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‘Rights Along the Shore’ probes painful history of segregation and swimming

The show at Boston Center for the Arts focuses on three public swimming spots in the United States.

"Watermark," 2022, two-channel video installation with sound.Melissa Blackall

“Rights Along the Shore” probes the wounds left by segregation at three public swimming areas: Carson Beach in 1975 South Boston; Anacostia Pool in 1949 Washington, D.C.; and Lincoln Beach in New Orleans from 1954 to 1964.

The exhibition at the Boston Center for the Arts’s Mills Gallery is by performance artist Danielle Abrams and video artist Mary Ellen Strom. Abrams died unexpectedly on April 21. She was 54.

She was a beloved teacher at School of the Museum of Fine Arts at Tufts University, and her loss indelibly colors the exhibition. The clarity, humor, and pathos of her performance in “Watermark,” the show’s central video, adds crucial nuance to a painful story. She made art from the gulfs she experienced in society.


Danielle Abrams in "Watermark," 2022, two-channel video installation with sound.Melissa Blackall

“I’ve spent my life vacillating between white, Jewish, and Black access, privileges, speech, and cultural codes,” Abrams said in a conversation with Gabriel Sosa in Boston Art Review in 2021. “Because of my racial ambiguity, I frequently bear witness to racism and antisemitism. I am grateful for this evidence. It is fodder for my work.”

“Rights Along the Shore” strives to do that, too. In one video, “Alicia Baez and Caitlyn Murphy,” two women in their 30s, one from Roxbury and the other from South Boston, debrief each other on their experiences of racism growing up, and find some healing.

"Alicia Baez and Caitlyn Murphy," 2022, two-channel video installation with sound.Melissa Blackall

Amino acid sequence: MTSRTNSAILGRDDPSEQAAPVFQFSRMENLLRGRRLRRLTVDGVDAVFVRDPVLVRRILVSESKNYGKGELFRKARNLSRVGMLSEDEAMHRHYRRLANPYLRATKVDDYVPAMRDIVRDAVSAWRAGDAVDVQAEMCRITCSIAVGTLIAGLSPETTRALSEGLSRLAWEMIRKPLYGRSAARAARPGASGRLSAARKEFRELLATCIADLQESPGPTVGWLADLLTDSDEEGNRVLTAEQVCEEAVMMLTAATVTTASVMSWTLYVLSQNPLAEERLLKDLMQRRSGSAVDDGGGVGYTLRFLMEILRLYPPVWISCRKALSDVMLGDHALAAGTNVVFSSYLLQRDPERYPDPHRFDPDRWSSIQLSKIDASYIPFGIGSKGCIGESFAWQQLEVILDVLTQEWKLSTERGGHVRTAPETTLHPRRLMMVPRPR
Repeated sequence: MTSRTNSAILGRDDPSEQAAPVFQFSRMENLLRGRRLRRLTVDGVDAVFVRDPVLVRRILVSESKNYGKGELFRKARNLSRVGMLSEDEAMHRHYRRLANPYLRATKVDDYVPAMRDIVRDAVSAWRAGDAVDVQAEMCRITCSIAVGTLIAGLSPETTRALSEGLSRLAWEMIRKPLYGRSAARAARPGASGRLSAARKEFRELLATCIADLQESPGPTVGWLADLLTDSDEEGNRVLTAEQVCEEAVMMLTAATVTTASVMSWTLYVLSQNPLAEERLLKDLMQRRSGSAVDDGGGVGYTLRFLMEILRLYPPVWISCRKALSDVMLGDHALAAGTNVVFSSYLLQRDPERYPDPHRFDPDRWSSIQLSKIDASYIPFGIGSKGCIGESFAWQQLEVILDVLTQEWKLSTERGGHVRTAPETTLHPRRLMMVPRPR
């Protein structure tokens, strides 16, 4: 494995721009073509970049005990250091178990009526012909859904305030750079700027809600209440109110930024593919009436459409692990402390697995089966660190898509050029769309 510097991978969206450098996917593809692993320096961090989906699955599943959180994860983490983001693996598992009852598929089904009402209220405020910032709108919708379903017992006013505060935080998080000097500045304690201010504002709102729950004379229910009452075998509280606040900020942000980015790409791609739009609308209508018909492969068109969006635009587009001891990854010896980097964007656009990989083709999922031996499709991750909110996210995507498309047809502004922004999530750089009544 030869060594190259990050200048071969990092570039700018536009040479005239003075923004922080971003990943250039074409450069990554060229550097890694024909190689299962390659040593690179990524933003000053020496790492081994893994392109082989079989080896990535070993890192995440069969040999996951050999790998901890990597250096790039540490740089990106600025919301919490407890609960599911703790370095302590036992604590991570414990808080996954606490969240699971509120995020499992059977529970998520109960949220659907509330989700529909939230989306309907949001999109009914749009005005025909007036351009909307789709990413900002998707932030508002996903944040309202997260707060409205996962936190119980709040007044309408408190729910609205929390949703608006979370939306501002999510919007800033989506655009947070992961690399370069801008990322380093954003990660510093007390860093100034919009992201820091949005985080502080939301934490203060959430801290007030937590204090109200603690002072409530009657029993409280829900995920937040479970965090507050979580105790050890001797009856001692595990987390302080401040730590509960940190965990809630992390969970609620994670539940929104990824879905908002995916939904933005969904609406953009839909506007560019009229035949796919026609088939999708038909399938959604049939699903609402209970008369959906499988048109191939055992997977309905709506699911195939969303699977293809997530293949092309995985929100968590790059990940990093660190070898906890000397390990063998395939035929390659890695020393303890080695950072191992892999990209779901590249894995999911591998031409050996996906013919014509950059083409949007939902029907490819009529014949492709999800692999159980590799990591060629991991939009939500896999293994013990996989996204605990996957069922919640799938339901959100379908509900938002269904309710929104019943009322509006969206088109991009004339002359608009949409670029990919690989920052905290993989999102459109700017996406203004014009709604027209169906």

In “Watermark,” a panoramic two-channel video projection, interviews with linguist Jessica Grieser and Ebony Rosemond, executive director of the Maryland nonprofit Black Kids Swim, provide deep context for the minefield of swimming and segregation. Strom intersperses the interviews with documentary photographs, scrolling text, and placid watery backdrops. Rosemond describes violent racist incidents that have taken place near water, such as lynchings at Shubuta Bridge in Shubuta, Miss.


“There’s a history of placing Black bodies of people brutalized and murdered at places where Black people went to enjoy the water,” Rosemond says. “That psychological warfare is going to make people fear and avoid the water.”

"Watermark," 2022, two-channel video installation with sound.Melissa Blackall

Leon Rock, in 1975 a Columbia Point Projects Youth Organizer and adviser to NAACP President Thomas Atkins, narrates the story of Carson Beach, where Black people held a protest picnic to assert their right to access public spaces. A riot broke out after white counterprotestors started shouting and lobbing projectiles such as stones and bricks at them.

Abrams, by turns compassionate and defiant, narrates the segment about Lincoln Beach, a recreation area where Black people swam. In a stunning sequence, she dons a swimsuit and bathing cap and sits beside a projection of a group photo, which Strom animates — a girl kicks her leg, and Abrams does, too. There’s a sense of being stopped in time.

And perhaps we are. “Rights Along the Shore” poetically witnesses 20th-century racism as a backdrop to today. Abrams embodied the schism of racism in her art. May her students carry her legacy forward.

"Rights Along the Shore."Melissa Blackall

RIGHTS ALONG THE SHORE: Danielle Abrams and Mary Ellen Strom

At Mills Gallery, Boston Center for the Arts, 551 Tremont St., through May 28.

Cate McQuaid can be reached at Follow her on Instagram @cate.mcquaid.